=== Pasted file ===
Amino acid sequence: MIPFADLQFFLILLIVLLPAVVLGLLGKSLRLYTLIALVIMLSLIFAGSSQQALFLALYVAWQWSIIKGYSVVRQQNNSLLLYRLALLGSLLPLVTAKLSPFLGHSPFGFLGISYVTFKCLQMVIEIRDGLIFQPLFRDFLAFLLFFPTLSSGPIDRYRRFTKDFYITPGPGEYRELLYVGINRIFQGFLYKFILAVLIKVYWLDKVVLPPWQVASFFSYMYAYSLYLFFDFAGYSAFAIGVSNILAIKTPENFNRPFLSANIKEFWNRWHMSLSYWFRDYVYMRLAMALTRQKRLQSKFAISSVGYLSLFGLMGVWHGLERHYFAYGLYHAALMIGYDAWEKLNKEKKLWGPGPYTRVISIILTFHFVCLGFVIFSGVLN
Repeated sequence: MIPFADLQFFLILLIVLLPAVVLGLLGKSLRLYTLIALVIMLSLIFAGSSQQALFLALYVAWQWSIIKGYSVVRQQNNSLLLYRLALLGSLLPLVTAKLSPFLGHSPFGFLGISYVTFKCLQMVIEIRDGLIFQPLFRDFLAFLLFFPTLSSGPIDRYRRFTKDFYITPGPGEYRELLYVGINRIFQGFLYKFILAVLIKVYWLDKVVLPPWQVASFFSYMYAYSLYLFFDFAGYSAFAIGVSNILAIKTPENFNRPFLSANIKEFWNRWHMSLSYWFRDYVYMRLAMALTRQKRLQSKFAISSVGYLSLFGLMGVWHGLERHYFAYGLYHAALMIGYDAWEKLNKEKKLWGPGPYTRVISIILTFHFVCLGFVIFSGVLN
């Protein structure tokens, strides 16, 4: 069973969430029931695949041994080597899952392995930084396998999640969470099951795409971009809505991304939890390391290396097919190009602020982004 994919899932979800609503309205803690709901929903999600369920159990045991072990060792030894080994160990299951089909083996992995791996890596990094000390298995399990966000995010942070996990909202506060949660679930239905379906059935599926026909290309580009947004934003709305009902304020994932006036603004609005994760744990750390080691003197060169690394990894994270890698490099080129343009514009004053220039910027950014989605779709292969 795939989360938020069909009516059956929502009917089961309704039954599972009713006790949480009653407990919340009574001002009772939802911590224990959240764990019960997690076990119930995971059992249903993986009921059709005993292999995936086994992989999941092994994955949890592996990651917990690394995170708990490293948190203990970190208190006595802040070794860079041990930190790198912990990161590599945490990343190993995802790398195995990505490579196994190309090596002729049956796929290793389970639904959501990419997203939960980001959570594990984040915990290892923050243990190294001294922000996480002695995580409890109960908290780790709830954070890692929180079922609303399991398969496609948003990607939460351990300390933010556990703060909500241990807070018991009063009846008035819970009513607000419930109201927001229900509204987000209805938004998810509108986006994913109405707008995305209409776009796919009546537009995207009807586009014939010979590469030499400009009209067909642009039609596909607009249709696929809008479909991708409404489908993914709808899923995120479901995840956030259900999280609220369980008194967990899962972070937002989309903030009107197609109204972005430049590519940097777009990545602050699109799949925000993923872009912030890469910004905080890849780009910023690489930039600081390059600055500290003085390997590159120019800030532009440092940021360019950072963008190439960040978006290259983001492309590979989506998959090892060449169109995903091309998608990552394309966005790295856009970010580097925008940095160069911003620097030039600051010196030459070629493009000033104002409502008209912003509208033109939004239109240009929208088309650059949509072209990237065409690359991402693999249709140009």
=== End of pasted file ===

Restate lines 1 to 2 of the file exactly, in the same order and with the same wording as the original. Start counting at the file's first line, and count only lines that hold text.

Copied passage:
Amino acid sequence: MIPFADLQFFLILLIVLLPAVVLGLLGKSLRLYTLIALVIMLSLIFAGSSQQALFLALYVAWQWSIIKGYSVVRQQNNSLLLYRLALLGSLLPLVTAKLSPFLGHSPFGFLGISYVTFKCLQMVIEIRDGLIFQPLFRDFLAFLLFFPTLSSGPIDRYRRFTKDFYITPGPGEYRELLYVGINRIFQGFLYKFILAVLIKVYWLDKVVLPPWQVASFFSYMYAYSLYLFFDFAGYSAFAIGVSNILAIKTPENFNRPFLSANIKEFWNRWHMSLSYWFRDYVYMRLAMALTRQKRLQSKFAISSVGYLSLFGLMGVWHGLERHYFAYGLYHAALMIGYDAWEKLNKEKKLWGPGPYTRVISIILTFHFVCLGFVIFSGVLN
Repeated sequence: MIPFADLQFFLILLIVLLPAVVLGLLGKSLRLYTLIALVIMLSLIFAGSSQQALFLALYVAWQWSIIKGYSVVRQQNNSLLLYRLALLGSLLPLVTAKLSPFLGHSPFGFLGISYVTFKCLQMVIEIRDGLIFQPLFRDFLAFLLFFPTLSSGPIDRYRRFTKDFYITPGPGEYRELLYVGINRIFQGFLYKFILAVLIKVYWLDKVVLPPWQVASFFSYMYAYSLYLFFDFAGYSAFAIGVSNILAIKTPENFNRPFLSANIKEFWNRWHMSLSYWFRDYVYMRLAMALTRQKRLQSKFAISSVGYLSLFGLMGVWHGLERHYFAYGLYHAALMIGYDAWEKLNKEKKLWGPGPYTRVISIILTFHFVCLGFVIFSGVLN